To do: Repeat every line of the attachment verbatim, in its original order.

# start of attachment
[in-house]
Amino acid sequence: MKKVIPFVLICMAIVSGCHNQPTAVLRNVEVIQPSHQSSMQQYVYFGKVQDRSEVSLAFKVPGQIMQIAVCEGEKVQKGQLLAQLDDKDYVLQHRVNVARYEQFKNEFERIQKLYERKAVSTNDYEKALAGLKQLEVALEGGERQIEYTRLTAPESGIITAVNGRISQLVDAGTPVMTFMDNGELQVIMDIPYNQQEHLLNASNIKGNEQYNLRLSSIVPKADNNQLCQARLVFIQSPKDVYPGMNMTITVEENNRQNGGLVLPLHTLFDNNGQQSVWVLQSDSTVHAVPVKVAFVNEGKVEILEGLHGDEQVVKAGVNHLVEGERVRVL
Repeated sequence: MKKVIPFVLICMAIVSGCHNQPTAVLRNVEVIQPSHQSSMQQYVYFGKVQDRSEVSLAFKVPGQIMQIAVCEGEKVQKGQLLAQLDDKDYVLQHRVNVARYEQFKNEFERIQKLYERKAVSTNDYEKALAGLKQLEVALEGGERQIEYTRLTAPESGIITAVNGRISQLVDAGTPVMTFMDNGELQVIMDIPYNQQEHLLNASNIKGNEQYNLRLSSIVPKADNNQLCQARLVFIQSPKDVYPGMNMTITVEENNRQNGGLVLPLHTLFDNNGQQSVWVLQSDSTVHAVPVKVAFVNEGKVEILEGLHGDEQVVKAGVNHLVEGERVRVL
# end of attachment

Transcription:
[in-house]
Amino acid sequence: MKKVIPFVLICMAIVSGCHNQPTAVLRNVEVIQPSHQSSMQQYVYFGKVQDRSEVSLAFKVPGQIMQIAVCEGEKVQKGQLLAQLDDKDYVLQHRVNVARYEQFKNEFERIQKLYERKAVSTNDYEKALAGLKQLEVALEGGERQIEYTRLTAPESGIITAVNGRISQLVDAGTPVMTFMDNGELQVIMDIPYNQQEHLLNASNIKGNEQYNLRLSSIVPKADNNQLCQARLVFIQSPKDVYPGMNMTITVEENNRQNGGLVLPLHTLFDNNGQQSVWVLQSDSTVHAVPVKVAFVNEGKVEILEGLHGDEQVVKAGVNHLVEGERVRVL
Repeated sequence: MKKVIPFVLICMAIVSGCHNQPTAVLRNVEVIQPSHQSSMQQYVYFGKVQDRSEVSLAFKVPGQIMQIAVCEGEKVQKGQLLAQLDDKDYVLQHRVNVARYEQFKNEFERIQKLYERKAVSTNDYEKALAGLKQLEVALEGGERQIEYTRLTAPESGIITAVNGRISQLVDAGTPVMTFMDNGELQVIMDIPYNQQEHLLNASNIKGNEQYNLRLSSIVPKADNNQLCQARLVFIQSPKDVYPGMNMTITVEENNRQNGGLVLPLHTLFDNNGQQSVWVLQSDSTVHAVPVKVAFVNEGKVEILEGLHGDEQVVKAGVNHLVEGERVRVL